The United Nations Climate Change Conference – or COP21 to most – is to begin today (November 30) in Paris, as representatives from over 190 countries gather to discuss the international political response to climate change. The negotiations are scheduled to take place over two weeks, over which time world leaders should reach an agreement on a new global approach to climate change.
40,000 in all are scheduled to attend
Each nation will come armed with INDCs (Intended Nationally Determined Contributions) of their own making, containing the specifics of how they’re to reduce emissions and lead the transition to a low carbon future. There are concerns, however, that the INDCs, when taken together, will exceed the IPCC’s two degrees gateway and mean the international community must reconvene at a later date to commit to more reductions.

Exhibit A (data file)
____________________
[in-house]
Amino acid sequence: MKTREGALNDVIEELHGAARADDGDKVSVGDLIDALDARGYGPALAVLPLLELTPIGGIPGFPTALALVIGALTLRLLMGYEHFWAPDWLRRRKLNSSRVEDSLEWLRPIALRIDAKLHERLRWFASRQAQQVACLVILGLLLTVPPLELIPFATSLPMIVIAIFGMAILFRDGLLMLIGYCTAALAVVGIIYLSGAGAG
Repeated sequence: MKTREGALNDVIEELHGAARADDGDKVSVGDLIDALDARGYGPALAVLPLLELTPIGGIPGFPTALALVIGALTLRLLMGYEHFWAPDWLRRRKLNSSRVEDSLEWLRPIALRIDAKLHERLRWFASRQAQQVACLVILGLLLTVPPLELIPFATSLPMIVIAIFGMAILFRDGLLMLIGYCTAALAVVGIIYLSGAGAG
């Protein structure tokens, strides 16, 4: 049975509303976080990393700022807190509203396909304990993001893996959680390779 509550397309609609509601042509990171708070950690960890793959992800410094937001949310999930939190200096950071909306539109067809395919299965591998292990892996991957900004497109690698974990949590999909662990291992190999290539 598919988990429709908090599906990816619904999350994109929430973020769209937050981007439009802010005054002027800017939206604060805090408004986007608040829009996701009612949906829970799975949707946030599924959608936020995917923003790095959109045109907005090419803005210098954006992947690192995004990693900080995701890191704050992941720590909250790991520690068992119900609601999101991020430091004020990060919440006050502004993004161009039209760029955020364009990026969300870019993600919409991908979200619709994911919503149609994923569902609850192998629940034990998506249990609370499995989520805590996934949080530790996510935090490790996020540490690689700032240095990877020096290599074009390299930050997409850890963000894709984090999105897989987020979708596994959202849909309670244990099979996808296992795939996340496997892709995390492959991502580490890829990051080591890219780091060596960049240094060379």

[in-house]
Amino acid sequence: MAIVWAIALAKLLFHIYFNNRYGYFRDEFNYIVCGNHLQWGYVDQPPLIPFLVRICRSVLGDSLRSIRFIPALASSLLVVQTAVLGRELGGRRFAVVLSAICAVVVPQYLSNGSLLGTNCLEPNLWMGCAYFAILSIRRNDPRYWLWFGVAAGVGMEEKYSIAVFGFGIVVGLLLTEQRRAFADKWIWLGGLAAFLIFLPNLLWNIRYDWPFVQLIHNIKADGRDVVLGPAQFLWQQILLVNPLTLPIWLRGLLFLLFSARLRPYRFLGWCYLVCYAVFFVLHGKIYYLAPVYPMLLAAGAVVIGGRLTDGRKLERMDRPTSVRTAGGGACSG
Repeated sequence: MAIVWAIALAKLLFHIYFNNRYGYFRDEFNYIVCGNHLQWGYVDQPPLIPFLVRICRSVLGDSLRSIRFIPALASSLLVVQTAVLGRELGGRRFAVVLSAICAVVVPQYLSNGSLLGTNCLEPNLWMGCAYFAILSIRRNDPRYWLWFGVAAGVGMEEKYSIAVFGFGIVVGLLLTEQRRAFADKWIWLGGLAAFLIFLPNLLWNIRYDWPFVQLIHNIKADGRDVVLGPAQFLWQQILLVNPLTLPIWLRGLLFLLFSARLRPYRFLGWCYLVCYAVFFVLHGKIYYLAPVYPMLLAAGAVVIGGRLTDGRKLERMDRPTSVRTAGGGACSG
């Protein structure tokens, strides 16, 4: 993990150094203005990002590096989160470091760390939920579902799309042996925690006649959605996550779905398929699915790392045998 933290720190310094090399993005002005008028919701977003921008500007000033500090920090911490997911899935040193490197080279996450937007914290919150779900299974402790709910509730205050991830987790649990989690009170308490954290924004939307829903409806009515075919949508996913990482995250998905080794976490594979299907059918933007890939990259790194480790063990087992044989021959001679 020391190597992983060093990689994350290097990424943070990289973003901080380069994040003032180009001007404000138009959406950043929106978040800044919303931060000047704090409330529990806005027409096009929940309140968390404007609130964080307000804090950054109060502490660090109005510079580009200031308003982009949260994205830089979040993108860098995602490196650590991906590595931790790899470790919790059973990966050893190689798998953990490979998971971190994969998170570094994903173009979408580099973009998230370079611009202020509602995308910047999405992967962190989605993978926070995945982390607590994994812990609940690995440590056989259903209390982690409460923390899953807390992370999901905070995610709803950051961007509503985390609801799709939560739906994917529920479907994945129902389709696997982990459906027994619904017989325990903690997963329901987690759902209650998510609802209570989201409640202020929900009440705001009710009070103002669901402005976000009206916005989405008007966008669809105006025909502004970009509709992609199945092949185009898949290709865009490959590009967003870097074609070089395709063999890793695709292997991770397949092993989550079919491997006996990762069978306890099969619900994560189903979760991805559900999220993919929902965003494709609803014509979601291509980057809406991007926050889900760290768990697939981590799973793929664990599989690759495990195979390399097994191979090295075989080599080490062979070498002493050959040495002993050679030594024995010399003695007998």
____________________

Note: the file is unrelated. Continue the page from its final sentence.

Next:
It’s also worth noting that many of the world’s developing nations – particularly island nations – are of the opinion that any more than a 1.5 degrees rise would be catastrophic.
Much of the focus for the conference will fall on carbon emissions and how developed and developing countries alike can kick their reliance on fossil fuels. One major area of contention is how much responsibility mature economies should accept for historical emissions, and the issue is likely to be a major area of contention. Another issue is whether or not an agreement will be legally binding, with the US, as well as Canada, pointing out that a Republican-dominated Congress wouldn’t ratify any legally binding treaty.
Not just government delegates but industry representatives, business leaders and environmental activists – 40,000 in all – are scheduled to attend. All will be looking to avoid the failure of Copenhagen in 2009, when world leaders were invited to the party too late and failed to make any changes of note. With leaders attending from the start this time around, observers will be hoping Paris will be a notable improvement.
While representatives from over 190 countries gather in Paris to reach a shared agreement on climate change, The New Economy will be at the Sustainable Innovation Forum to expand on the role and responsibilities of business. Check back for video updates from the event as they happen.